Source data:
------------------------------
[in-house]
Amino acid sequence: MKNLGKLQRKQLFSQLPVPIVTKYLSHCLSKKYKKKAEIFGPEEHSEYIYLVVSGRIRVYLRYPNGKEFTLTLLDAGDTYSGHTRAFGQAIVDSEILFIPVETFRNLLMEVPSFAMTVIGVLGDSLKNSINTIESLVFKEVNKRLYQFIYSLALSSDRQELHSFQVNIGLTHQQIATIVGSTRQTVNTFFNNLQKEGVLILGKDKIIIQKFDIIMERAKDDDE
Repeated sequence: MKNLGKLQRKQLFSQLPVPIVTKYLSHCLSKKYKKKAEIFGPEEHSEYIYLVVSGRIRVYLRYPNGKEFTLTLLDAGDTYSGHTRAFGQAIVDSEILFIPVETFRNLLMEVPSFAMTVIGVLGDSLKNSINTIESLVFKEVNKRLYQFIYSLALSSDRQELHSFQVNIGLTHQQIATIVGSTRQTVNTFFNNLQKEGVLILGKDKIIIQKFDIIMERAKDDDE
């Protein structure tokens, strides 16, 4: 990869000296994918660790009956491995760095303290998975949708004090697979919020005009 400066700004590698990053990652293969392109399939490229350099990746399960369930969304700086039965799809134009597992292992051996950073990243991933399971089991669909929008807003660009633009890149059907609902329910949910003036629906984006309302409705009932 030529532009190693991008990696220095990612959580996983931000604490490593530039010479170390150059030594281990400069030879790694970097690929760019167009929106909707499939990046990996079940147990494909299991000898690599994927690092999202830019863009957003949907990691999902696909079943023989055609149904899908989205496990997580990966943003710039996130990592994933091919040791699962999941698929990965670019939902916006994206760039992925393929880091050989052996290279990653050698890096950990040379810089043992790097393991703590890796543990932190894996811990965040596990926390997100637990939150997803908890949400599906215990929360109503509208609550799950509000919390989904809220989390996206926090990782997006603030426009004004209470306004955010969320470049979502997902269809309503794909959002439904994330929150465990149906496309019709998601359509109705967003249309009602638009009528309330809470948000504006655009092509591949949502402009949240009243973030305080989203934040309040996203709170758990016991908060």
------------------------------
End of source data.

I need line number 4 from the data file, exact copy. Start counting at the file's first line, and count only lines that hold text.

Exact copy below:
């Protein structure tokens, strides 16, 4: 990869000296994918660790009956491995760095303290998975949708004090697979919020005009 400066700004590698990053990652293969392109399939490229350099990746399960369930969304700086039965799809134009597992292992051996950073990243991933399971089991669909929008807003660009633009890149059907609902329910949910003036629906984006309302409705009932 030529532009190693991008990696220095990612959580996983931000604490490593530039010479170390150059030594281990400069030879790694970097690929760019167009929106909707499939990046990996079940147990494909299991000898690599994927690092999202830019863009957003949907990691999902696909079943023989055609149904899908989205496990997580990966943003710039996130990592994933091919040791699962999941698929990965670019939902916006994206760039992925393929880091050989052996290279990653050698890096950990040379810089043992790097393991703590890796543990932190894996811990965040596990926390997100637990939150997803908890949400599906215990929360109503509208609550799950509000919390989904809220989390996206926090990782997006603030426009004004209470306004955010969320470049979502997902269809309503794909959002439904994330929150465990149906496309019709998601359509109705967003249309009602638009009528309330809470948000504006655009092509591949949502402009949240009243973030305080989203934040309040996203709170758990016991908060």